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dc.contributor.authorAlyamani, Najwa
dc.date.accessioned2020-10-20 20:17:06 (GMT)
dc.date.available2020-10-20 20:17:06 (GMT)
dc.description.abstractBackground: Over 180,000 deaths annually are caused by asthma. It is expected that more than 80% of these deaths could be avoided with proper educational and chronic disease management programs. For example, Rayne Stanley, a three-year-old child, died at a daycare center in the United States after suffering from severe asthma. Similarly, Ryan Gibbons, a young boy from southwestern Ontario died in October 2012 after suffering from an asthma attack at school. Rayne Stanley and Ryan Gibbons are two examples of deaths that could have been avoided with the right asthma management programs. The limited literature in this field shows that asthma management programs are not implemented well at daycares and preschools. Aim: The purpose of this study was to explore how home daycare staff manages asthma for children under five years. It explored how asthma management is understood by home daycare providers, and how home daycare providers monitor children with asthma. It also explored potential barriers and facilitators to asthma management at home daycares. Methods: This research was designed as qualitative, exploratory research. Semi-structured individual face to face interviews with eleven home daycare providers (n=11), which included both licensed and unlicensed home daycares operating in the Region of Waterloo in Ontario, Canada. All interviews were tape-recorded and transcribed verbatim. Thematic analysis was used to analyze transcripts for common themes using the Framework Approach. Results: Three themes emerged in the analysis: a) Knowledge about diagnosing asthma, b) dealing with asthma attacks, and c) asthma management. The results suggested that (a) daycare provider’s experience in dealing with childhood asthma plays a major role in asthma management practices, where providers with their own children suffering from asthma provided a great model for asthma management in daycares. However, less experienced providers, who represent forty-five percent of participants in this study, fell short in many areas. This gap was enabled by the (b) scarcity of legislations and training programs for childhood asthma management in daycares. The gap was widened by the (c) lack of access to child asthma related medical information. Conclusions: In this section, the findings are presented in the context of expected impact areas. The findings showed that home daycare providers managing children with asthma in this study indicated the need for (a) asthma management training, (b) establishing official processes and policies for asthma management, and (c) interventions to improve access to and communication with healthcare systems to enable asthma related information acquisition. The recommendations in this section help to establish a well-informed, more proactive, home daycare provider network and a safer environment for children with asthma.en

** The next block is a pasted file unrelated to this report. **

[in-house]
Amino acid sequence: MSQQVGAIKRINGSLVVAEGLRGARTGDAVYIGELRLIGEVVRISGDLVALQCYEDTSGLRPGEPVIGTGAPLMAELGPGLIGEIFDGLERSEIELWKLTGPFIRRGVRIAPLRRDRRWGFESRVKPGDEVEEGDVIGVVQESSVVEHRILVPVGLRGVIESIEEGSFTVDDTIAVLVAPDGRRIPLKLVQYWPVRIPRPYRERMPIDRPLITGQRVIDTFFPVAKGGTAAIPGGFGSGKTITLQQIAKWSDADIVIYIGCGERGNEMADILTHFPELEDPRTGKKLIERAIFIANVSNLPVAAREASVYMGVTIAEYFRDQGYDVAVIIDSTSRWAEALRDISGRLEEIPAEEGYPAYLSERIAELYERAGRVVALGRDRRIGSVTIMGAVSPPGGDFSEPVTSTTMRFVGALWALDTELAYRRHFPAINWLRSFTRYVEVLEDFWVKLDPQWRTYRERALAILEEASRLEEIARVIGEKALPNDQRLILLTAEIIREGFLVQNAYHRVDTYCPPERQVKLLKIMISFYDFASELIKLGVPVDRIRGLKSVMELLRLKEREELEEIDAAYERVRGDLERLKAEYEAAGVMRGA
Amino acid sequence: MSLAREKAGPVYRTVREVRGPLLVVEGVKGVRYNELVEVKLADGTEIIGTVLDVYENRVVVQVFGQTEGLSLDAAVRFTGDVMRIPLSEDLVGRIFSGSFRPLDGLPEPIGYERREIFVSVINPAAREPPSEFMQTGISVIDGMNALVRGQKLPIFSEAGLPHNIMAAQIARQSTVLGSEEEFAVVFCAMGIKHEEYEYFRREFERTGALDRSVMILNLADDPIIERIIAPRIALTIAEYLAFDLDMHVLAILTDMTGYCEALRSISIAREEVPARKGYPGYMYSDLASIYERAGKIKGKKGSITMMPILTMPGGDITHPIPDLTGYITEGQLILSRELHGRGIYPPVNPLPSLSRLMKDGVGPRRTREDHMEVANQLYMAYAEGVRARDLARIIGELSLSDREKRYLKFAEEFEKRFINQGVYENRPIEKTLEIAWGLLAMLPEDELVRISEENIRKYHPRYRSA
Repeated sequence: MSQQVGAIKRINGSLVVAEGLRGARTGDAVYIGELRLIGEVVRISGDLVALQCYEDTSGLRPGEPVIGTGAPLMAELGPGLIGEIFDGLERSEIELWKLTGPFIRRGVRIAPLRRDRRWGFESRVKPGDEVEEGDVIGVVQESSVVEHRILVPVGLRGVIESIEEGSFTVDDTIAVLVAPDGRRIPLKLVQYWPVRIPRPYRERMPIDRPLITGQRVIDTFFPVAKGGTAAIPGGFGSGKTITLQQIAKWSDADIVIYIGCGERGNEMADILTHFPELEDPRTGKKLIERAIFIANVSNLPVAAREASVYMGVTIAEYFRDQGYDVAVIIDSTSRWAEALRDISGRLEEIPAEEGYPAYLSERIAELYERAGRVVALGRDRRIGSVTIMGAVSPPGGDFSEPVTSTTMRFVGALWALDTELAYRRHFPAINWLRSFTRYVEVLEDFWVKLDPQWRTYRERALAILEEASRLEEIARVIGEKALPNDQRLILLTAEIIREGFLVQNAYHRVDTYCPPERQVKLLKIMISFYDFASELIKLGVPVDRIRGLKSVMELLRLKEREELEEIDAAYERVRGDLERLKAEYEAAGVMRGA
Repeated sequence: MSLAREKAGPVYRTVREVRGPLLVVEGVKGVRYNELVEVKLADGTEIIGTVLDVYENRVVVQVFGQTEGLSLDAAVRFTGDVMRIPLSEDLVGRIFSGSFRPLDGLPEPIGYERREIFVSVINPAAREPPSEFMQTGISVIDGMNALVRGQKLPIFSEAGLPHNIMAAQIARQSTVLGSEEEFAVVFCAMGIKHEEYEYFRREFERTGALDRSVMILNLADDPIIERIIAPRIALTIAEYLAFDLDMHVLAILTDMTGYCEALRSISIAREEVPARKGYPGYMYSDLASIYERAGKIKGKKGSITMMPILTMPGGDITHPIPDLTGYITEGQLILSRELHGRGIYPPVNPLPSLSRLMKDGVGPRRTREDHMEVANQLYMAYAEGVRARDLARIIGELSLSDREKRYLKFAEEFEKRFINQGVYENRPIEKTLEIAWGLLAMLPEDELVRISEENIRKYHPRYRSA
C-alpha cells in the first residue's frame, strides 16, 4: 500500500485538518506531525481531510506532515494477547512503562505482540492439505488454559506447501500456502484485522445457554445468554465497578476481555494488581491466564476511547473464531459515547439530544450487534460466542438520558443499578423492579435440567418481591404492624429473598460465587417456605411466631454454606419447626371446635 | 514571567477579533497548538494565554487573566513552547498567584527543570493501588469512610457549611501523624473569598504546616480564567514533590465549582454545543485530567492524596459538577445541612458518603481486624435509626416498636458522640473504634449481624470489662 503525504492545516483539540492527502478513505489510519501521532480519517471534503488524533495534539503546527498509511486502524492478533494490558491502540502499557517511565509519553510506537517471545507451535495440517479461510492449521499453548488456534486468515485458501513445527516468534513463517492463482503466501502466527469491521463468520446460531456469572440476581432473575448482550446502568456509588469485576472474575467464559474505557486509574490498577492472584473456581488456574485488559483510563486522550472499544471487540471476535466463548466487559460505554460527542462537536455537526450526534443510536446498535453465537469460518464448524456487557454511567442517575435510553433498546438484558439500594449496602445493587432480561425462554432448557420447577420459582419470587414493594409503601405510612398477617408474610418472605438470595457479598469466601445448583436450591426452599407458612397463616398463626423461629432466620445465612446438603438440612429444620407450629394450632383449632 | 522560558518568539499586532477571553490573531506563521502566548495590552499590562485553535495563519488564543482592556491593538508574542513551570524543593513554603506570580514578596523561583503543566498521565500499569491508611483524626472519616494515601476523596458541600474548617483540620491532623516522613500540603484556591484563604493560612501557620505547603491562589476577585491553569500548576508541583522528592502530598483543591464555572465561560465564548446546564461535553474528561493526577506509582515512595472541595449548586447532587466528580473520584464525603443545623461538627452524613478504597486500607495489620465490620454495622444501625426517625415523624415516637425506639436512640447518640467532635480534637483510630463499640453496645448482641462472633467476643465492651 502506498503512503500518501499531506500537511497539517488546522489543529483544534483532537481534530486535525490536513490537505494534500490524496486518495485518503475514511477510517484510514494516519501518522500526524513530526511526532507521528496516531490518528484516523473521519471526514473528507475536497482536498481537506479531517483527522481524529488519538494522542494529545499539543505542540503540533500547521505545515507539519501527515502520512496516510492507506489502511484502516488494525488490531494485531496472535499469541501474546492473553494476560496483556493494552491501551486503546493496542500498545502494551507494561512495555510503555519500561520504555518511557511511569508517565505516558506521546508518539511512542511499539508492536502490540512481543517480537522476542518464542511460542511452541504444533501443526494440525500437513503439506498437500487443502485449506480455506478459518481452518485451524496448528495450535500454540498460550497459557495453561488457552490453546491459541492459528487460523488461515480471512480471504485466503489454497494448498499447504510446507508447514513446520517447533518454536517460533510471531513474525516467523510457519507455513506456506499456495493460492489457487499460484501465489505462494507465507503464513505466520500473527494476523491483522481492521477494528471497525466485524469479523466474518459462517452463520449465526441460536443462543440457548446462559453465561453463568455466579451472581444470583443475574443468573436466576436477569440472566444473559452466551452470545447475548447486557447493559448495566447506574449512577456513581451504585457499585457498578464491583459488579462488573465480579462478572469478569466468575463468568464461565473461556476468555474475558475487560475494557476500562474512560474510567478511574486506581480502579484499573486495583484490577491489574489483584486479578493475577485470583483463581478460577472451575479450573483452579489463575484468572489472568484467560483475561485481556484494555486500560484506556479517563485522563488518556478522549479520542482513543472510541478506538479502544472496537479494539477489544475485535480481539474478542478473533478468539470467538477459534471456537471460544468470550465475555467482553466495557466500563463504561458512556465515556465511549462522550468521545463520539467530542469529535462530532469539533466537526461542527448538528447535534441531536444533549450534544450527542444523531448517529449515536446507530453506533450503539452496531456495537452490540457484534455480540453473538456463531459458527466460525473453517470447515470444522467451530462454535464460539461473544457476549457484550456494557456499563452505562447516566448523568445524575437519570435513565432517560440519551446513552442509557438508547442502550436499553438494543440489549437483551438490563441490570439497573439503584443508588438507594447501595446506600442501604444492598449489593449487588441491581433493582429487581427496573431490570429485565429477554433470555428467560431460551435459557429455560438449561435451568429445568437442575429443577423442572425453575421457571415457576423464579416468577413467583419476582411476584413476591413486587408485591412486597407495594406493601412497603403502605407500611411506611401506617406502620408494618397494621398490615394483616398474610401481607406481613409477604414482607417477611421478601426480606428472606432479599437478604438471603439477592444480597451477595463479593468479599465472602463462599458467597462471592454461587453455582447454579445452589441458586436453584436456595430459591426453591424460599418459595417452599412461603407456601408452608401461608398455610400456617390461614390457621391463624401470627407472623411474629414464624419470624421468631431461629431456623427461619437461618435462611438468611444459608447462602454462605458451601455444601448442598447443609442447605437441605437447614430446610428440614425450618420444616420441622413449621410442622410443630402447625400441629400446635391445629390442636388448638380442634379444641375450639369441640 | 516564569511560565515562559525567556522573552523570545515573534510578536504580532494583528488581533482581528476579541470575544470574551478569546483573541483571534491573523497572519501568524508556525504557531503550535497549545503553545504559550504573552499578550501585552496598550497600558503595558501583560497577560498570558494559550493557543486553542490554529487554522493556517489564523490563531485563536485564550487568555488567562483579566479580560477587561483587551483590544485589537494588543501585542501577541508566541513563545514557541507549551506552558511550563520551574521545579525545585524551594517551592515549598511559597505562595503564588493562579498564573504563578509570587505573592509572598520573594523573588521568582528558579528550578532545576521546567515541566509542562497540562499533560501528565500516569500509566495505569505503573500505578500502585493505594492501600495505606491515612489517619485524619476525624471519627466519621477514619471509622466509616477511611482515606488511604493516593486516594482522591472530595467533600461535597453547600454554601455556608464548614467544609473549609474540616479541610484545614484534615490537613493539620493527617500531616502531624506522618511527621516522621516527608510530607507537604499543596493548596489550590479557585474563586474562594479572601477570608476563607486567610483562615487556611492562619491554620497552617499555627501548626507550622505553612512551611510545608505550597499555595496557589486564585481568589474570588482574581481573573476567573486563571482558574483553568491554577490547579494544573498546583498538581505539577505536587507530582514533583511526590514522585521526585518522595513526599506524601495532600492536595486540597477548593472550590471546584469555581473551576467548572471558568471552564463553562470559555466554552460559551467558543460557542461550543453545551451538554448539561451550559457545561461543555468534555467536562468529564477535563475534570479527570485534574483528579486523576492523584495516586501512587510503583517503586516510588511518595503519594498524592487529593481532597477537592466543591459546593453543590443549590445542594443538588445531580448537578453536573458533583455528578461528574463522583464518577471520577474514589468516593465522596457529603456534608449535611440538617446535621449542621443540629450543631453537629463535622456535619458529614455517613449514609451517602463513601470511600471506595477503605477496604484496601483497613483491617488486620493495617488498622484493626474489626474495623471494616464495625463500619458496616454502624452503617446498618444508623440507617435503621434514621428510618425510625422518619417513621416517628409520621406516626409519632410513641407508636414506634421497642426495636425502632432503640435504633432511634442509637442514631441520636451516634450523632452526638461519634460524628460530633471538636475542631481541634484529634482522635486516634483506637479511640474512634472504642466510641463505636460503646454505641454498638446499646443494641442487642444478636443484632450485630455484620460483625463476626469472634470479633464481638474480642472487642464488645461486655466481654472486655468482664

dc.publisherUniversity of Waterlooen
dc.subjecthome daycareen
dc.subjectasthma attacken
dc.subjectasthma managementen
dc.titleManaging Children with Asthma at Home Daycares: The Views of Providersen
dc.typeMaster Thesisen
uws-etd.degree.departmentSchool of Public Health and Health Systemsen
uws-etd.degree.disciplinePublic Health and Health Systemsen
uws-etd.degree.grantorUniversity of Waterlooen
uws-etd.degreeMaster of Scienceen
uws.contributor.advisorFenton, Nancy
uws.contributor.affiliation1Faculty of Applied Health Sciencesen

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